Of course, the main draw here is Tom Hanks. Hanks is – once again – reliable in every way possible and carries the film on his shoulders. I wouldn’t say it’s his best performance, but you believe him as this conflicted man that probably risked the lives on everyone onboard. Aaron Eckhart as Jeff Skiles is pretty good here too and might be a performance some will forget. Mike O’Malley plays Charles Porter, the lead investigator in the case against Sully. O’Malley is a surprise choice for the role, considering he’s known mostly for his comedic performance, but has put on some dramatic roles as of late and nails the performance here. Laura Linney feels almost wasted here as Sully’s wife Lorraine, as her whole performance is talking on the phone to Sully, but does have one moment near the end of the film that makes it work.

All in all, Sully isn’t that bad of a film. It’s not Eastwood’s or Hanks’ best film, but it’s not their worst.  The film is engaging and tense throughout to keep you invested more than you think, and it shines a light on a hero. The CGI plane moments do take you out of the film a bit, but Eastwood hasn’t really worked with too much CGI before, so we can probably let it pass.

Sully

3.5 out of 5

sully

‘Teenage Mutant Ninja Turtles: Out of the Shadows’ Review

teenage_mutant_ninja_turtles_out_of_the_shadows_ver10

Director: Dave Green

Writers: Josh Applebaum & Andre Nemec

Cast: Pete Ploszek, Noel Fisher, Alan Ritchson, Jeremy Howard, Megan Fox, Stephen Amell, Will Arnett, Laura Linney, Tyler Perry, Brian Tee, Sheamus, Gary Anthony Williams, Brittany Ishibashi, and Brad Garrett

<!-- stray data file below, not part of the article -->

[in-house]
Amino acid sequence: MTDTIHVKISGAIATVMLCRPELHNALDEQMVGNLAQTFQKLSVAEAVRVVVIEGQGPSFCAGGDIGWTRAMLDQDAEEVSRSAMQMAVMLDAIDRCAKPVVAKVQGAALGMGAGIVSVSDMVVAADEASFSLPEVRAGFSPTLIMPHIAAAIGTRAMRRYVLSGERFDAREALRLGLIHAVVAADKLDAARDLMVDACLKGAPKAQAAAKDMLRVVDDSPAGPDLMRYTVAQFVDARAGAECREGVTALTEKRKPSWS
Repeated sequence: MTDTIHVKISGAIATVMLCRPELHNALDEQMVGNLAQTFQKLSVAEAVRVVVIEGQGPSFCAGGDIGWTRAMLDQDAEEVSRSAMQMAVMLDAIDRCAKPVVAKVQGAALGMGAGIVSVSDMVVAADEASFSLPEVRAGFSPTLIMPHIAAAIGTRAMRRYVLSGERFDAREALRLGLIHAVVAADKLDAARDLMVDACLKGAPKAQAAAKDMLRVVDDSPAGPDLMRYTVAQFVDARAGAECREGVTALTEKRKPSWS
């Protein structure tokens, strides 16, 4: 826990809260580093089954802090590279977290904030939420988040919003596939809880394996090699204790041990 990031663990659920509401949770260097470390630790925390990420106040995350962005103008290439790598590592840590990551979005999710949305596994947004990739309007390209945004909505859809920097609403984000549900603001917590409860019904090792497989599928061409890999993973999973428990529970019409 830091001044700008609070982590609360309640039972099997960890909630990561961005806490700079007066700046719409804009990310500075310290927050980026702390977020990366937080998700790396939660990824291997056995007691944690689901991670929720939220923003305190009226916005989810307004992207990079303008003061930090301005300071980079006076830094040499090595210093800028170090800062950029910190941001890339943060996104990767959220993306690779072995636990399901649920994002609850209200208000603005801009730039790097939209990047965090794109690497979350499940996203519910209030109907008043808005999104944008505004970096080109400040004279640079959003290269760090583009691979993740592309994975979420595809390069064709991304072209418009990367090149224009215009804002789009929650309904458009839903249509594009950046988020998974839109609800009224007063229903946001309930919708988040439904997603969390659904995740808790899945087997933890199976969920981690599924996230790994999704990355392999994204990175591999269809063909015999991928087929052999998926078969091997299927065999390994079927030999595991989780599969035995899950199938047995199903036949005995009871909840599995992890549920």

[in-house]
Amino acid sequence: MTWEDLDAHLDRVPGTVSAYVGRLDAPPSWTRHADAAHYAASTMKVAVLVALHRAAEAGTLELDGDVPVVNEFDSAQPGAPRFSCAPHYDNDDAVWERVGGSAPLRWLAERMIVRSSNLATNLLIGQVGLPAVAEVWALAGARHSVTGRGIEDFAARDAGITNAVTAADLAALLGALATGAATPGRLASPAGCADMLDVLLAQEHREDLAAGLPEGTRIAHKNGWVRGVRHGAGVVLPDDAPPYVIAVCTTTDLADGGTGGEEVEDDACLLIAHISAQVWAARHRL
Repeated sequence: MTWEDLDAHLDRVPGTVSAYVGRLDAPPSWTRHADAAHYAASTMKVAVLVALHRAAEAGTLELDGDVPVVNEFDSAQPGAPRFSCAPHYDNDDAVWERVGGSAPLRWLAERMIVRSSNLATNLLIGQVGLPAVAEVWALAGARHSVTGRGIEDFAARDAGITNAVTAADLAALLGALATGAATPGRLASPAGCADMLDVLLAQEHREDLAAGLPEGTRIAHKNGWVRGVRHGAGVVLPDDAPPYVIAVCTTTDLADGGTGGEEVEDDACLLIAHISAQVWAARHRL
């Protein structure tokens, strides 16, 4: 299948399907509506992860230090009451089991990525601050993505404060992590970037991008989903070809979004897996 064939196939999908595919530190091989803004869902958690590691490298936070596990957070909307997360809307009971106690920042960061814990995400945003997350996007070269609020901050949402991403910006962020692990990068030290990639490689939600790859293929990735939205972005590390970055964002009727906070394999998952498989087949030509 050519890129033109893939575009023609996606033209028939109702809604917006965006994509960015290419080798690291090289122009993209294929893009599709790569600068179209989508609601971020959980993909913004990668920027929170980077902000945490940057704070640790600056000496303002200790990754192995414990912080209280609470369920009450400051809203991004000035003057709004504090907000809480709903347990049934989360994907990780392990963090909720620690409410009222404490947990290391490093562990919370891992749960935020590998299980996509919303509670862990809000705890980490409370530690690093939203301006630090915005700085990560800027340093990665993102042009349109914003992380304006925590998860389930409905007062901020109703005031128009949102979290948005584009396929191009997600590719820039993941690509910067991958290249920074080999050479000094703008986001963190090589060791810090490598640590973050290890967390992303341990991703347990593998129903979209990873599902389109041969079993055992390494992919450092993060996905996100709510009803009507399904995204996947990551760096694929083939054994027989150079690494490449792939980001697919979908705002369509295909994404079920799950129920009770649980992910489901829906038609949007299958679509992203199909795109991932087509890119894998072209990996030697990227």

Synopsis: As Shredder joins forces with mad scientist Baxter Stockman and henchmen Bebop and Rocksteady to take over the world, the Turtles must confront an even greater nemesis: the notorious Krang.

 

*Reviewer Note: This will be a spoiler free review.*

 

I’m going to be honest with you guys; I did not like the new Teenage Mutant Ninja Turtles that came out in 2014. So my excitement for Teenage Mutant Ninja Turtles: Out of the Shadows was very low to nothing at all. However, being a Turtles fan, I sucked it up and went, and while I did enjoy myself more this time around, saying that this film was better than the first isn’t really saying much since the first film wasn’t that great overall. Not only that, and this is something I just want to get out of the way, the film also felt like a reboot at times with sequel elements. There is obviously a new Shredder actor and the film treats the new actor in Brian Tee was the same actor from the first film, which was not the case. There are other things, but I won’t mention them here. That might be nitpicky to some, but it’s something that needs to be bought up.

Out of the Shadows follows our four brothers Leonardo (Ploszek), Michelangelo (Fisher), Raphael (Ritchson), and Donatello (Howard) as they continue to protect New York from threats from the shadows. However, their old enemy Shredder (Tee), who is about to go to a maximum security prison, is freed from the Foot Clan and scientists Baxter Stockman (Perry). Shredder is not alone this time, as he hires two hired muscles in Bebop (Williams) and Rocksteady (Sheamus) to help him out with the Turtles, by transforming them into wild animals, as he plans to help the alien Krang (voiced by Garrett) to conquer the world.

teenage-mutant-ninja-turtles-out-of-the-shadows